With increases in federal flood insurance rates looming, two insurance providers have said they are prepared to sell private flood policies in Florida.
Their actions come as state officials are trying to provide guidelines on rates and policyholder forms for private flood coverage.
More than two million Florida residents are covered through the National Flood Insurance Program, which is about 37 percent of the NFIP’s market and $1 billion in premiums.
While many NFIP customers could see increases in premiums under the reforms now being implemented as part of the Biggert-Waters Flood Insurance Reform Act of 2012, residents whose homes were built before 1974 would feel the brunt of the costs. Those 268,000 Florida homeowners would lose subsidies that have for decades lowered the cost of their flood insurance.
State lawmakers and regulators are hoping the private market can offer a solution for some homeowners facing the rate increases and relieve concerns over how the rate increases could affect property sales.
A Gainesville, Florida-based insurance agency says it is ready to offer a stand-alone flood policy from a surplus lines carrier at rates competitive with the NFIP’s.
The Flood Insurance Agency, which says it has been marketing flood insurance around the country through the NFIP since 2004, said it can offers policies underwritten by Lloyd’s Private Flood.
Flood Insurance Agency President Evan Hecht said that after four years of retirement he has rejoined the agency to address problems coming out of the NFIP reforms. He said that while Biggert-Waters is needed, he believes that some of the proposed changes are not justified.
“We are a strong advocate of the Federal Emergency Management Agency and the NFIP, and to solve their problems Biggert-Waters is needed,” said Hecht. “And we are in favor of 98 percent of the changes, but they didn’t use the right reasons for two percent.”
Hecht’s agency is offering policies providing similar coverage to that of the NFIP, which is capped at $250,000 for property damage and $100,000 for contents coverage. Although the homeowners would still face higher premiums, they would be less than the NFIP’s projections.
For example, a home in a coastal region in the state that is valued at $200,000 would pay a premium of $2,970, with a $5,000 deductible. By comparison, that same home’s premium under Biggert-Waters could be in the $20,000 to $30,000 range, according to Hecht.
Hecht said the agency decided to post its rates and forms on its website to help temper homeowners concerns.
“We’re trying to give them some piece of mind,” said Hecht. “You don’t have to worry about paying $35,000 for insurance and while $3,500 is not great, you are not going to lose your house.”
Hecht said his agency had more than 1,200 individuals access the website within weeks after it was launched. Additionally, he said the agency has been contacted by dozens of independent agents in South Florida.
The Flood Agency is also preparing a second program that will offer select homeowners in coastal regions 10 percent off their NFIP rate and in non-coastal regions, 20 percent off.
Meanwhile, Homeowners Choice Property and Casualty Insurance Co. has also stepped forward with a flood insurance endorsement for its existing 140,000 homeowners policies that the company says will cost the same as what homeowners were paying before the advent of Biggert-Waters.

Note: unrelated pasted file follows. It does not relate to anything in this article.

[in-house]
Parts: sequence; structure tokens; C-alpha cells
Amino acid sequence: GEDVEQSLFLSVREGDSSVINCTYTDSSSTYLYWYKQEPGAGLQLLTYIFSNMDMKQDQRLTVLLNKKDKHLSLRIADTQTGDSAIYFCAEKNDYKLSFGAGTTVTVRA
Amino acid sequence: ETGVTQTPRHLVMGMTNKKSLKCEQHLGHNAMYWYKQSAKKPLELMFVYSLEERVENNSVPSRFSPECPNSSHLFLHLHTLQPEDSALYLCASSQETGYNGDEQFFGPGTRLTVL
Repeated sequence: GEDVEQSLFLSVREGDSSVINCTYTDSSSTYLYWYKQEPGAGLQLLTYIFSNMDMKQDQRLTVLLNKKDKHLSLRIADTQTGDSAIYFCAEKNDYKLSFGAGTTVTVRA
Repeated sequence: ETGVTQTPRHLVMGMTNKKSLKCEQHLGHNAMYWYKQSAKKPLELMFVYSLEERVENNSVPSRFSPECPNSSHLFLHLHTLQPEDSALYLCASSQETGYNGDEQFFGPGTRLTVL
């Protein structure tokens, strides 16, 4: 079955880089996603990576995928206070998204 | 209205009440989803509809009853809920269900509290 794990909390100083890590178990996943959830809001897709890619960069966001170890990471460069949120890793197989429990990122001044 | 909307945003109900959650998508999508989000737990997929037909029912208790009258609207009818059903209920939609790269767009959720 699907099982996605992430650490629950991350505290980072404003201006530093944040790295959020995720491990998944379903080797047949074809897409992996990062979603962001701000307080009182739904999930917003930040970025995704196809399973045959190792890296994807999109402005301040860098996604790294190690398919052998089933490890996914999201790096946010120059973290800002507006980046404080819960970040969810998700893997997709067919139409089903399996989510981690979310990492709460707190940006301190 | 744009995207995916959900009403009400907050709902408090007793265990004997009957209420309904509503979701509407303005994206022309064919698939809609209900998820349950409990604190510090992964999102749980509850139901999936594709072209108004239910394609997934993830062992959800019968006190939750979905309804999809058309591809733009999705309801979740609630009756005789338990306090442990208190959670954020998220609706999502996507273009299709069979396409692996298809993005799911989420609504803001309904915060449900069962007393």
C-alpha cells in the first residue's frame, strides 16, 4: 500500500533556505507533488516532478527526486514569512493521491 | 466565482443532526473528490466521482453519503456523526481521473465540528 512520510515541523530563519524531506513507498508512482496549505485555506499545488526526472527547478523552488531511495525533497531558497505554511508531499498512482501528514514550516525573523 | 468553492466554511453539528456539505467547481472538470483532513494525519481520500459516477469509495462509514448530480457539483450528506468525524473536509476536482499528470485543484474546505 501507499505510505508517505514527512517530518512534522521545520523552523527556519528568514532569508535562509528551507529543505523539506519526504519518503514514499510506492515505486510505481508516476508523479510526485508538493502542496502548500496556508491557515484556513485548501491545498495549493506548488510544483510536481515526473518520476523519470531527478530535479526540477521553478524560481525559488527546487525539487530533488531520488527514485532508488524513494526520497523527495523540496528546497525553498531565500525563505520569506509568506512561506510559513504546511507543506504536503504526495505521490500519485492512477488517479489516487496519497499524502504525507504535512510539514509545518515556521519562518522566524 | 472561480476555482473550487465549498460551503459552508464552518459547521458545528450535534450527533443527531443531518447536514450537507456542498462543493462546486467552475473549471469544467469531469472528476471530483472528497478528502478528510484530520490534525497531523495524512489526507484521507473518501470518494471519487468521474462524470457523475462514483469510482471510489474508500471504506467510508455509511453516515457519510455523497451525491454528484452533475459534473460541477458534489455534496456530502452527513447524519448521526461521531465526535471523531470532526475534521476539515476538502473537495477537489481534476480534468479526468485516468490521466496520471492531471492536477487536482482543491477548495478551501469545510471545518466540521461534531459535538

“While we cannot provide a solution to all of Florida, we can try to help our policyholders hit hardest by hefty rate increases under the NFIP,” said Homeowners Choice President Paresh Patel. “We plan to enter the market cautiously and focus on our strict underwriting guidelines and calculated risk management.”
With Flood Insurance Agency and Homeowners Choice both showing a willingness to provide some form of flood insurance, state regulators and lawmakers are seeking to hammer-out a statutory framework for insurers selling the coverage.
The state Office of Insurance Regulation recently issued a memo giving insurers a picture of some standards insurers must meet to market these policies.
For example, regulators indicated the easiest means for an insurer to obtain approval to market flood coverage is to develop rates using NFIP’s loss and lost adjustment experience from 1978 to 2012.
When it comes to forms, insurers have the option to follow the NFIP requirements that include coverage provided under a NFIP policy. The memo also outlines the contours for endorsements that include such provisions as a mandatory $500 deductible, law and order coverage and replacement costs.
As for stand-alone flood policies, they would have to meet many of the same requirements of standard homeowners’ policies.
Security First Insurance President Locke Burt said he is pleased that the OIR released the memo. However, he noted, it merely sets out the current requirements under state law.
“We are delighted they wrote it up, but it doesn’t answer all the questions,” said Burt. “It really highlights a need for a state statute.”
Burt said that the industry would need more leeway to set deductibles, exclusions and coverage limits and the state must answer questions such as whether homeowners would have the option to base contents coverage on replacement cost or actual cash value.
Burt, a former state senator, acknowledged that enacting a statute could be tough given the dynamics of the legislative process.
“I believe a product could be written in the private sector,” said Burt. “But it is going to take a lot of hard work to figure it out.”
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